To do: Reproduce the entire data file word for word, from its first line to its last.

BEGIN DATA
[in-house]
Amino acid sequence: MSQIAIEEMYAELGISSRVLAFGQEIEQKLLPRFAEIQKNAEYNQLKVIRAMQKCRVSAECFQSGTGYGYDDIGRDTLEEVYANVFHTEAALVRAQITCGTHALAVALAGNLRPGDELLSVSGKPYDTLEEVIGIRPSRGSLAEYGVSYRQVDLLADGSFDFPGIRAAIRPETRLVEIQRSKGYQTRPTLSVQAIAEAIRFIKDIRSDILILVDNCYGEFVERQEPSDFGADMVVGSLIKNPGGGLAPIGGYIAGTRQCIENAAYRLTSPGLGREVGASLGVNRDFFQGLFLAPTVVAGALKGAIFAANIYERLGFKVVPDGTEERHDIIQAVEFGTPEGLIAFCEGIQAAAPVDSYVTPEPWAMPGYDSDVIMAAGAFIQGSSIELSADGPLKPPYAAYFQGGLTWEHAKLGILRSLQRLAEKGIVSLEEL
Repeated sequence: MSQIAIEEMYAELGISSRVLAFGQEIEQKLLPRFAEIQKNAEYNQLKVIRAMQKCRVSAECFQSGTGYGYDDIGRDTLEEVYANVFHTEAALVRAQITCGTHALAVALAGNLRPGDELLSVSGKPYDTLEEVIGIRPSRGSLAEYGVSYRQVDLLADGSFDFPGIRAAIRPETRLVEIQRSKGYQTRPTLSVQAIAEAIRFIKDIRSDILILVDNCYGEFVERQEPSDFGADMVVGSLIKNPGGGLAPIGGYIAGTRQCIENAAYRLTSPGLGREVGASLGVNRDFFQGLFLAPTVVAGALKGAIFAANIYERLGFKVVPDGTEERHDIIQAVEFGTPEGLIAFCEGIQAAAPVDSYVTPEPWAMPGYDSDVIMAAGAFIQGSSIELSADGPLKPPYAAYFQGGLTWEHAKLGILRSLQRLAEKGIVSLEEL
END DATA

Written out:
[in-house]
Amino acid sequence: MSQIAIEEMYAELGISSRVLAFGQEIEQKLLPRFAEIQKNAEYNQLKVIRAMQKCRVSAECFQSGTGYGYDDIGRDTLEEVYANVFHTEAALVRAQITCGTHALAVALAGNLRPGDELLSVSGKPYDTLEEVIGIRPSRGSLAEYGVSYRQVDLLADGSFDFPGIRAAIRPETRLVEIQRSKGYQTRPTLSVQAIAEAIRFIKDIRSDILILVDNCYGEFVERQEPSDFGADMVVGSLIKNPGGGLAPIGGYIAGTRQCIENAAYRLTSPGLGREVGASLGVNRDFFQGLFLAPTVVAGALKGAIFAANIYERLGFKVVPDGTEERHDIIQAVEFGTPEGLIAFCEGIQAAAPVDSYVTPEPWAMPGYDSDVIMAAGAFIQGSSIELSADGPLKPPYAAYFQGGLTWEHAKLGILRSLQRLAEKGIVSLEEL
Repeated sequence: MSQIAIEEMYAELGISSRVLAFGQEIEQKLLPRFAEIQKNAEYNQLKVIRAMQKCRVSAECFQSGTGYGYDDIGRDTLEEVYANVFHTEAALVRAQITCGTHALAVALAGNLRPGDELLSVSGKPYDTLEEVIGIRPSRGSLAEYGVSYRQVDLLADGSFDFPGIRAAIRPETRLVEIQRSKGYQTRPTLSVQAIAEAIRFIKDIRSDILILVDNCYGEFVERQEPSDFGADMVVGSLIKNPGGGLAPIGGYIAGTRQCIENAAYRLTSPGLGREVGASLGVNRDFFQGLFLAPTVVAGALKGAIFAANIYERLGFKVVPDGTEERHDIIQAVEFGTPEGLIAFCEGIQAAAPVDSYVTPEPWAMPGYDSDVIMAAGAFIQGSSIELSADGPLKPPYAAYFQGGLTWEHAKLGILRSLQRLAEKGIVSLEEL